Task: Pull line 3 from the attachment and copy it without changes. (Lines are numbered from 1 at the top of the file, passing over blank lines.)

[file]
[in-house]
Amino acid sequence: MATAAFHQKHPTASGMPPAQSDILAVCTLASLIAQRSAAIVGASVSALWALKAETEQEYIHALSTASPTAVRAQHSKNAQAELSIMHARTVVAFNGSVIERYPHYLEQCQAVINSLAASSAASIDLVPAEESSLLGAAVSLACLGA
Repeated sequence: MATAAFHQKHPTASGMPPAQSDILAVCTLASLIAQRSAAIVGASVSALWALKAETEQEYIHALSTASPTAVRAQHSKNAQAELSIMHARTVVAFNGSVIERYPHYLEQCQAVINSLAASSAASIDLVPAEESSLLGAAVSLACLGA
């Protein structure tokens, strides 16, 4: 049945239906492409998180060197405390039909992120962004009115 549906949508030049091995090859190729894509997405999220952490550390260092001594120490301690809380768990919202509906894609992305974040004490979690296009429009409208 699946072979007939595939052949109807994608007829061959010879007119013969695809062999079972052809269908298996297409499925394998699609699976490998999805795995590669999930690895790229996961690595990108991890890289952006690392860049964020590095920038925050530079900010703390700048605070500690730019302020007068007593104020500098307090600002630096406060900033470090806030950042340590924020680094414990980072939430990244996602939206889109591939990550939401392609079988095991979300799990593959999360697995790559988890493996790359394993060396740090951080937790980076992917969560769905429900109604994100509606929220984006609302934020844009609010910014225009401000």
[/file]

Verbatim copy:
Repeated sequence: MATAAFHQKHPTASGMPPAQSDILAVCTLASLIAQRSAAIVGASVSALWALKAETEQEYIHALSTASPTAVRAQHSKNAQAELSIMHARTVVAFNGSVIERYPHYLEQCQAVINSLAASSAASIDLVPAEESSLLGAAVSLACLGA